How Immigration Status Impacts An Illinois Divorce

Divorce is always painful and complicated. But divorce can be even more challenging when your immigration status depends on your spouse. However, getting divorced does not necessarily mean you will be deported, but you should discuss your case immediately with a Chicago immigration divorce lawyer.

How Your Divorce May Affect Immigration Status

Getting divorced in Illinois will not automatically revoke your permanent resident card for the US. However, it has an effect if you have a non-resident immigration status:

Dependent Visa

This visa is given to a spouse who entered the United States under the other spouse’s visa. For example, your H-4 visa depends on your partner’s H-1B visa.

Conditional Residency

This status is given to the spouse of an immigrant that has been married to a US citizen or permanent resident for at least two years.

A conditional resident has three years to become a citizen instead of the normal five years. To qualify, you must prove that you were married to a US citizen or permanent resident for at least three years. But if you divorce before the three years is finished, you must wait five years to apply for citizenship.

Do you want to become a US permanent resident after a divorce? First, you must file Form I-751 – Petition to Remove Conditions On Residence. You also must make a request to waive the usual requirement to file the form with your spouse.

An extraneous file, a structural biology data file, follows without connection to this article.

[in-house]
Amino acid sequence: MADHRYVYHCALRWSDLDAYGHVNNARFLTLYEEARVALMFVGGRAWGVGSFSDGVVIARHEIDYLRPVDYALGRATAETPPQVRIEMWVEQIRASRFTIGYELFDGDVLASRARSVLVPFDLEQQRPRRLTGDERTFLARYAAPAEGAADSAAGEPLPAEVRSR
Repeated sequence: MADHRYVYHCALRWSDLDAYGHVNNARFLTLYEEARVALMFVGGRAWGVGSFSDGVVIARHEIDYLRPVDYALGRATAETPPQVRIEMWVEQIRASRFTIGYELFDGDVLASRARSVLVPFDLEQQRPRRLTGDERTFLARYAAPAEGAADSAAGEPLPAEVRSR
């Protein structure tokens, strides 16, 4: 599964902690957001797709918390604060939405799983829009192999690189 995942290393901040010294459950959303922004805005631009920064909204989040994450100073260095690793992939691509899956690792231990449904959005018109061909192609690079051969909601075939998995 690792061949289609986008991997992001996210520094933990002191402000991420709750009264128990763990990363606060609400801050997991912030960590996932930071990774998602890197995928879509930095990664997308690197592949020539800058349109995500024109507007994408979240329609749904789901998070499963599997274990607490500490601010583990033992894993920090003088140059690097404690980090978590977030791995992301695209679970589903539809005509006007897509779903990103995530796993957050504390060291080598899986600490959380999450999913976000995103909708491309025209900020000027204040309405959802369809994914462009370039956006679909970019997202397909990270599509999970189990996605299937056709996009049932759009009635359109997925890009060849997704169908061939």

However, the US government will take action if you have a dependent visa. They will revoke your immigration status automatically after the divorce is finalized. If verbal or physical abuse was part of the marriage, you might be able to address this issue with a Chicago immigration divorce lawyer.

Divorce And Permanent Residency

If you are a conditional resident of the US, you must file for permanent resident status after two years in the US. Also, you will lose your status and be deported if you divorce. But if you got permanent residency before the divorce, it does not affect your status.

Further, non-citizens who divorce must wait five years to get a permanent residency card. This is two years more than the usual three years if you were married and were a conditional resident. After you qualify for a green card, the government will check your immigration history and will want to know if the marriage was not fraudulent.

Talk To Our Chicago Immigration Divorce Lawyer

If you are in the middle of a divorce in Chicago, your immigration status can be a complicating factor. What happens to you if you are not a citizen of the United States and your being here legally depends on being married? Talk to a Chicago immigration divorce lawyer today for assistance about this important issue.

Our Chicago divorce attorneys can help with your divorce issues. Our attorneys handle cases in Chicago, Evanston, Des Plaines, Park Ridge, Mount Prospect, Elk Grove Village, Glenview, Niles, Prospect Heights, Northbrook, Wheeling, Winnetka, Arlington Heights, Riverside, Rosemont, Glencoe, Morton Grove, Rolling Meadows, and Wilmette. Please contact Gordon & Perlut, LLC at (312) 360-0250 for help.